U.S. policy toward Iraq has made things worse for the average Iraqi than Hussein ever did. After the first Gulf War, Iraq’s military was in shambles, about half of its original size, and little threat to the world. The United States, however, insisted on retaining the most grinding international economic sanctions in world history. My worst-case analysis of somewhat fragmentary U.S. State Department and Human Rights Watch data seem to indicate that the number of Iraqis killed by Hussein is exceeded by UNICEF’s estimate of 500, 000 Iraqi children killed by the embargo (the number of total Iraqis killed by the sanctions and the recent war is likely to be higher still). And some of those killed by Hussein were Kurds and Shiites who were abandoned by the United States after the elder President Bush encouraged them to revolt against Hussein subsequent to the first war in the Persian Gulf.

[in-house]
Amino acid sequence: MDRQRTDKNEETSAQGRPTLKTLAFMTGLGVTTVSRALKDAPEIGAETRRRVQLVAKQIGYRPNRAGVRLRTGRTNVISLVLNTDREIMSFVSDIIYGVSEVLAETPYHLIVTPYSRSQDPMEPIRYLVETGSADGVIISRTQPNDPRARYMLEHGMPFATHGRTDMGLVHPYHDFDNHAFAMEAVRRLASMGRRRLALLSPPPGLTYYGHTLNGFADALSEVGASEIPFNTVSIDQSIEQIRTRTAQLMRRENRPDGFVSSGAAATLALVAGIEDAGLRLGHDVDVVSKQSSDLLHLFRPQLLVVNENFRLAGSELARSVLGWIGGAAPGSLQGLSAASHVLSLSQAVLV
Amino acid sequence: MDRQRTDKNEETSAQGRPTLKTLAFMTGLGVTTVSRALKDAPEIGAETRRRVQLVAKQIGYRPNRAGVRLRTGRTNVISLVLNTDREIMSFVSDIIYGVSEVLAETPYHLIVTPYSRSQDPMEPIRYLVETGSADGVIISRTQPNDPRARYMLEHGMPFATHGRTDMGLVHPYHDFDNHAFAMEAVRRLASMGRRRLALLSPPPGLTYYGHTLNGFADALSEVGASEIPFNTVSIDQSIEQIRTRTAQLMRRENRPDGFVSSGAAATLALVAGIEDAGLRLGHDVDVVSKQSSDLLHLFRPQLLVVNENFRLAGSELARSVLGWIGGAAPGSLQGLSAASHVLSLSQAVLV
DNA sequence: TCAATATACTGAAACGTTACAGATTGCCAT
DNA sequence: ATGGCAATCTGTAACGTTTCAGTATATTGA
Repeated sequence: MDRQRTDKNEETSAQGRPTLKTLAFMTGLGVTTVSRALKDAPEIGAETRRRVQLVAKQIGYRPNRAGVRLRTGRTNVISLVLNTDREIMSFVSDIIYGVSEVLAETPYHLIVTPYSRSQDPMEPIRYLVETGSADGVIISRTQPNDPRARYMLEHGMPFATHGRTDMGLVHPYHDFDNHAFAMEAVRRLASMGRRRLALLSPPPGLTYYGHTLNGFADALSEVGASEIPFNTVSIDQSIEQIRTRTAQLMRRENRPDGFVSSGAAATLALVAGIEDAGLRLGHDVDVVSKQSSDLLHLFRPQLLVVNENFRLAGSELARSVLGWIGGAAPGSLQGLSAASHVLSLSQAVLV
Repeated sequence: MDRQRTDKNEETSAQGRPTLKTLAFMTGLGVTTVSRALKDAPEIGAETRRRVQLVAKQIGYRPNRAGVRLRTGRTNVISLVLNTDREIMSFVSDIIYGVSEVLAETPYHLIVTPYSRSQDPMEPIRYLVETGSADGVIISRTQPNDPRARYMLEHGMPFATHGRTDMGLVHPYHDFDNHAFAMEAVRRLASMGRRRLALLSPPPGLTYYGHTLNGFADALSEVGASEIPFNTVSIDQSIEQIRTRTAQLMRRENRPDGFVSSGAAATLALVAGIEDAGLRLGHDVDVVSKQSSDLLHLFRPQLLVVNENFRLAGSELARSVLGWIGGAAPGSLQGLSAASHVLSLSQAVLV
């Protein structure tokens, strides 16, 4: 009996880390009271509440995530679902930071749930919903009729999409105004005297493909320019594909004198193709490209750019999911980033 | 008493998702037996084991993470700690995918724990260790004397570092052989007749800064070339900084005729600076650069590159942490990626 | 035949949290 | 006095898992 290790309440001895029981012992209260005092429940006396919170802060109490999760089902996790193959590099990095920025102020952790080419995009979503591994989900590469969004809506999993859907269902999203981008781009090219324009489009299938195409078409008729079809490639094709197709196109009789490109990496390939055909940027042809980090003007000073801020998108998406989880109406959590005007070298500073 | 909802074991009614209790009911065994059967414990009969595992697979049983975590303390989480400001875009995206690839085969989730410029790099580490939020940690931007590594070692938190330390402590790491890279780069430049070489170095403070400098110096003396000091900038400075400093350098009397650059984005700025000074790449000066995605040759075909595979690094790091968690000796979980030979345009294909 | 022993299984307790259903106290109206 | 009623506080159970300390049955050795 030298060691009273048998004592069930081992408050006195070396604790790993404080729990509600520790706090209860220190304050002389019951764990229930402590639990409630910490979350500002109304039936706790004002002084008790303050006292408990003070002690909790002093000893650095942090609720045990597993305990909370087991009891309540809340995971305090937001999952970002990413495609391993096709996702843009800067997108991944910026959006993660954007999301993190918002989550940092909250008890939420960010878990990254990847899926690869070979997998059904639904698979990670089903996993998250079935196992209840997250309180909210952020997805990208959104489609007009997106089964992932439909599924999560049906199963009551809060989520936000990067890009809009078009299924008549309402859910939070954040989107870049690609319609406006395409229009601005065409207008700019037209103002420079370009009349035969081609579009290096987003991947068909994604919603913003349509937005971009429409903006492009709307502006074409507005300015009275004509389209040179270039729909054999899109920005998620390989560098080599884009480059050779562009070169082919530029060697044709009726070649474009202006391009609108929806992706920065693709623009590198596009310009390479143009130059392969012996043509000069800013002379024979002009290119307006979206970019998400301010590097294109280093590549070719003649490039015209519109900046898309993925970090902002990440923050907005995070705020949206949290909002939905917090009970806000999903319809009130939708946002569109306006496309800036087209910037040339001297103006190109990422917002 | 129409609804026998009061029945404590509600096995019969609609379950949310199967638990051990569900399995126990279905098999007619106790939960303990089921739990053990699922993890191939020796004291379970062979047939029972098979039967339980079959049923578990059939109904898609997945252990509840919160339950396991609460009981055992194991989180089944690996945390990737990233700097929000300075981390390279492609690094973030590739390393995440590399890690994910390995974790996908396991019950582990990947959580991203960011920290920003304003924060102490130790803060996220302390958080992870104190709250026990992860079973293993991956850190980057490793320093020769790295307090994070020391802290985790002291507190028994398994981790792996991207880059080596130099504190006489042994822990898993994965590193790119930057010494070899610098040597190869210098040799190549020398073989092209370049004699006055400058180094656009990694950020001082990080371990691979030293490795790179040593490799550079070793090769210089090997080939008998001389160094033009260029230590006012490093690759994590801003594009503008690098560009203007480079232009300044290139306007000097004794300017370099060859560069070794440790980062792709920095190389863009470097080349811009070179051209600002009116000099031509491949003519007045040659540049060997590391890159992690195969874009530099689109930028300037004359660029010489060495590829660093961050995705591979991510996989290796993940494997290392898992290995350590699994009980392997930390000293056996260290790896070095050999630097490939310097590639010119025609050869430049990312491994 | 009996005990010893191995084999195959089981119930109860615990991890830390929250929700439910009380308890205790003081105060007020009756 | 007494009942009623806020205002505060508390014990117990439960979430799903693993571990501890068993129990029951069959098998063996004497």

When bombs purposefully kill civilians, the U.S. government labels it terrorism; when a U.S.-led economic embargo does the same, it is justified as needed to make a despotic leader meet Western demands. Yet the history of economic sanctions shows that authoritarian regimes redirect the pain of economic strangulation to the weakest members of society, while keeping the pillars of the regime—the security forces—fat and happy. The United States knew that Hussein would take those very actions and sacrificed the welfare of the Iraqi people to continue its vendetta against an already weakened Hussein. Sanctions turned a once prosperous nation into a country where children died en masse.

Furthermore, Saddam’s repression centered on people and groups who threatened the regime. The effects of sanctions and the current post-war chaos have been more general in nature. Lootings, shootings or rapes can now happen to anyone. There are widespread electricity, fuel and water shortages, and only five of 38 hospitals in Iraq are operational. As bad as Saddam’s rule was, twelve years of American house calls made the cure worse than the disease. And, of course, American soldiers have suffered too—more of them have now been killed in the Pandora’s box that was opened by the war than by the war itself.